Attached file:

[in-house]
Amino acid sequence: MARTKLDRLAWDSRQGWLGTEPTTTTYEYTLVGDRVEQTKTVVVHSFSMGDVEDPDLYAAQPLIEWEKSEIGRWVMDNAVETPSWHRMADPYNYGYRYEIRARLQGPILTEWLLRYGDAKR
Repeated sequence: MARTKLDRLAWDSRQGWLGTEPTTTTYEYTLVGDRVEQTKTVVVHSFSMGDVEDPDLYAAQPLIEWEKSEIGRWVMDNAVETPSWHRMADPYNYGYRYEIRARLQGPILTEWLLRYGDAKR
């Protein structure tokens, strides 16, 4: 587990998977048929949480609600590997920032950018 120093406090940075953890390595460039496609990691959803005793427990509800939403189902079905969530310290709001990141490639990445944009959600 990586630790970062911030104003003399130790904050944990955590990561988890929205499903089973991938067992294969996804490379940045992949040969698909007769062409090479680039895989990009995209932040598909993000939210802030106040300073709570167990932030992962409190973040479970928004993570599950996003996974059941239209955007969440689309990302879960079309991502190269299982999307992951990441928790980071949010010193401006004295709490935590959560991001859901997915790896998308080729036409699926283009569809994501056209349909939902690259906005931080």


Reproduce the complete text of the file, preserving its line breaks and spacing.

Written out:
[in-house]
Amino acid sequence: MARTKLDRLAWDSRQGWLGTEPTTTTYEYTLVGDRVEQTKTVVVHSFSMGDVEDPDLYAAQPLIEWEKSEIGRWVMDNAVETPSWHRMADPYNYGYRYEIRARLQGPILTEWLLRYGDAKR
Repeated sequence: MARTKLDRLAWDSRQGWLGTEPTTTTYEYTLVGDRVEQTKTVVVHSFSMGDVEDPDLYAAQPLIEWEKSEIGRWVMDNAVETPSWHRMADPYNYGYRYEIRARLQGPILTEWLLRYGDAKR
């Protein structure tokens, strides 16, 4: 587990998977048929949480609600590997920032950018 120093406090940075953890390595460039496609990691959803005793427990509800939403189902079905969530310290709001990141490639990445944009959600 990586630790970062911030104003003399130790904050944990955590990561988890929205499903089973991938067992294969996804490379940045992949040969698909007769062409090479680039895989990009995209932040598909993000939210802030106040300073709570167990932030992962409190973040479970928004993570599950996003996974059941239209955007969440689309990302879960079309991502190269299982999307992951990441928790980071949010010193401006004295709490935590959560991001859901997915790896998308080729036409699926283009569809994501056209349909939902690259906005931080």